Go.Compare insurance has found that one in five parents with children who have a car could be risking a significant fine and a criminal record for ‘fronting’ their child’s insurance policy.
‘Fronting’ is when an older or more experienced driver – usually a parent – claims that they’re the main user of the car but it’s mostly driven by a young person, or other high-risk motorists, to reduce the cost of car insurance.
The research from Go.Compare surveyed over 1,000 parents of children aged between 17-25 who were either learning to drive or were a new driver. When asked about their child’s car insurance, one in five said that the insurance was in their – or their partner’s – name and the child was named as an additional driver, which is technically insurance fraud and therefore illegal.
Nearly a third (30%) in London said that their child’s car insurance was in their name, making it the area with potentially the highest number of fronted policies. And almost half (49%) of parents whose child is named as a main driver across the UK said that they’d consider putting themselves as the main driver instead to save money.
Ryan Fulthorpe, of Go.Compare, said, “We’re seeing a period of huge financial strain on families at the moment, and it’s not surprising at all that families would want to save money wherever they can – particularly those who are facing big, new expenses like buying someone their first car.
“Unfortunately, parents often don’t realise that insuring a child’s car in your name, despite the fact that you won’t be its main driver, is an illegal offence. It may seem like a workaround that can help cut costs but as fronting is considered insurance fraud, you may well end up with at best a voided policy, at worst a substantial fine and a criminal record.
“The good news is that the figures appear to have decreased since last year, when nearly one in four (24%) admitted to fronting, whether accidental or otherwise. These stats are encouraging, particularly because of the financial pressures a lot of people are under right now – that we aren’t turning further towards risky decisions to save money.”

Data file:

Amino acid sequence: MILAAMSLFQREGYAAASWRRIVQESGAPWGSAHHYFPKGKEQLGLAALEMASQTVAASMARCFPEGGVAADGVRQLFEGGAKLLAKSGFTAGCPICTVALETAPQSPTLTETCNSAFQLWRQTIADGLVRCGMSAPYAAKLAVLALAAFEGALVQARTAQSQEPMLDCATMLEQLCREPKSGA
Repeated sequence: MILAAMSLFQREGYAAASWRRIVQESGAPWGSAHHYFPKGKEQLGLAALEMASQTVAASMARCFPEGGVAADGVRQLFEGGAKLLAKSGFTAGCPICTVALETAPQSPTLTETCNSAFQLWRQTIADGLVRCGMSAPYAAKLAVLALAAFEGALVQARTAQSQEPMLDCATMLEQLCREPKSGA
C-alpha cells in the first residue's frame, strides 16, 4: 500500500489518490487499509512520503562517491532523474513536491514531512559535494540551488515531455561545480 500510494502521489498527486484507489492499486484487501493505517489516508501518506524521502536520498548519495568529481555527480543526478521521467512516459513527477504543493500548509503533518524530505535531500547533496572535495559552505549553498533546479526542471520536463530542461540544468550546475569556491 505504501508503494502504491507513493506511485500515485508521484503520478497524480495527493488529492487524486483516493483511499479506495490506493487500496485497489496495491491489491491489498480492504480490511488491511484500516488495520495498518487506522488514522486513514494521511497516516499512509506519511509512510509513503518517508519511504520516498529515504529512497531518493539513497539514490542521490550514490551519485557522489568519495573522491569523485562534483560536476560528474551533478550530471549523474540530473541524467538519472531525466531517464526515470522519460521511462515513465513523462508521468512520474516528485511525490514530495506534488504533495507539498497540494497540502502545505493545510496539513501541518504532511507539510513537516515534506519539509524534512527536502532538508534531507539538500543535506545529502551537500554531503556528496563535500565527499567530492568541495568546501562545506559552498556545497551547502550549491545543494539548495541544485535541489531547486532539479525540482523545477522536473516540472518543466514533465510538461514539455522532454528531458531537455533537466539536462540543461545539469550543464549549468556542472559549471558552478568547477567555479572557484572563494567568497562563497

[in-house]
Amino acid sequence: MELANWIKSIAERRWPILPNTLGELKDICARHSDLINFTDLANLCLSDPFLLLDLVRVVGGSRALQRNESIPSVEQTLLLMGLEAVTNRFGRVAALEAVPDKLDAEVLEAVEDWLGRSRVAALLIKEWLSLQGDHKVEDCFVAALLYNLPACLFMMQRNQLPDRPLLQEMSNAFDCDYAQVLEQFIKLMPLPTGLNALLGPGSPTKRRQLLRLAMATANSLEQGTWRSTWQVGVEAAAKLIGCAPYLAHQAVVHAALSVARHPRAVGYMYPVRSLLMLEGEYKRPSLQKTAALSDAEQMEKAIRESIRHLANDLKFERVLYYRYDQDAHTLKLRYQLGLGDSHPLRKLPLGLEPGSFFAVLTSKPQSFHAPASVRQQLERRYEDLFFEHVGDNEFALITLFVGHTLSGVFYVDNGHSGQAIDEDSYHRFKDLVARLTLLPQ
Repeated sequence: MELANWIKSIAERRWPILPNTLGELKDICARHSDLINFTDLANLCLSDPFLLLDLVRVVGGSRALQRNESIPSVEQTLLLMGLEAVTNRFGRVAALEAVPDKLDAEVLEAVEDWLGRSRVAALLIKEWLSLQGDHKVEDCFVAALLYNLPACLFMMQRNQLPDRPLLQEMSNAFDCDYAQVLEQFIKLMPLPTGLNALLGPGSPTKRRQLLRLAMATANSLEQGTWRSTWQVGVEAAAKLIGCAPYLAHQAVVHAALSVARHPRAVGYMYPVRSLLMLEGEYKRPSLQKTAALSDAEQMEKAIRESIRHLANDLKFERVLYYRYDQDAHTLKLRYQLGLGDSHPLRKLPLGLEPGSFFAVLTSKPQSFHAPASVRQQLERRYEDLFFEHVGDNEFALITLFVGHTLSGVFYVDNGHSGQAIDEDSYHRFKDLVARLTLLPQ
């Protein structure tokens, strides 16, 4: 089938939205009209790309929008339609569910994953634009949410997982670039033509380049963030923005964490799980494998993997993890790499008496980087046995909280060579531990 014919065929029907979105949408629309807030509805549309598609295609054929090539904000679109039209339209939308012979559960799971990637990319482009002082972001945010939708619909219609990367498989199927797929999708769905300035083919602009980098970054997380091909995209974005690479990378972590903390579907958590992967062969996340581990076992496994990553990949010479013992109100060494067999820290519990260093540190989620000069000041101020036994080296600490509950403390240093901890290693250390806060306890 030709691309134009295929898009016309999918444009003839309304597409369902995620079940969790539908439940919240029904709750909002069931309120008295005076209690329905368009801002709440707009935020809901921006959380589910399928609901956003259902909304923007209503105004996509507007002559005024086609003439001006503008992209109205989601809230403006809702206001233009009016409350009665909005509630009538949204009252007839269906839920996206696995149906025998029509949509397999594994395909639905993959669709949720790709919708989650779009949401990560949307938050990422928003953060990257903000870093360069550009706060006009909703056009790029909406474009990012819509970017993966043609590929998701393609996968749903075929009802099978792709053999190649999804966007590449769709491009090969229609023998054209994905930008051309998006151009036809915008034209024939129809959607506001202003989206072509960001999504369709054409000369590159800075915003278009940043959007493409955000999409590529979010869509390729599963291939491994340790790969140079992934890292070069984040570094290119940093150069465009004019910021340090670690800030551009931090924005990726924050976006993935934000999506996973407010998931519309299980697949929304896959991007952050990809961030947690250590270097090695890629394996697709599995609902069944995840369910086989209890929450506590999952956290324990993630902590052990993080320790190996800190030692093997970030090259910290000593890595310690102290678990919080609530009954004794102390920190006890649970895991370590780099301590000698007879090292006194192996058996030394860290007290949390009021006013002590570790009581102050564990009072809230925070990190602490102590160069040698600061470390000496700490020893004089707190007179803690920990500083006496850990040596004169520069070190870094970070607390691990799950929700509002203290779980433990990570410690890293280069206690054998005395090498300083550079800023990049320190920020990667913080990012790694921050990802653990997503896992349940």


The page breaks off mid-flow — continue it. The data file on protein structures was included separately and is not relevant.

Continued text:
The survey also revealed that the various costs associated with learning to drive – insurance, fuel and running costs – were the top concerns for parents, over safety and any other worries. The current average cost of a car insurance policy for a 17-19 year old is £1,161 according to Go.Compare data.
The Go.Compare team has complied five top tips for younger drivers to help them save money on their car insurance without breaking the law.
Shop around for a policy
Whatever you do, the best way to save money on your car insurance is to shop around and make sure you don’t pay for an expensive policy with extras you don’t need. If you’re taking out a policy for the first time, take some time to do some online comparisons and see how the price compares.
Simple things like installing alarms, immobilisers and locking wheel nuts could bring your premium down, but it is important that you should consider whether the money spent on those security measures is cheaper than the money you would save on your car insurance.
Keep it simple
Don’t be tempted to improve the looks or performance of your car – a modest, factory-standard car will be cheaper to insure. On top of that, Cars with smaller engines are in lower insurance groups, which means they’re cheaper to insure. The cheapest car to insure for young drivers this year is the Skoda Citigo.
Take care with add-ons
Car insurance add-ons can include things such as key cover, legal assistance, breakdown cover, courtesy car cover, personal accident cover, windscreen cover and protected no claims bonus. Consider if you really need these add-ons in the first place, for example – do you already have breakdown cover in place? If you do feel you need them then shop around to see if you can get them separately for a lower cost than in a car insurance bundle.
Buy in good time
When you buy your policy can affect how much you pay. Some insurers may view people who purchase insurance at the last minute as slightly more risky and therefore more likely to take a chance behind the wheel, so buying well in advance could save you money on your premiums.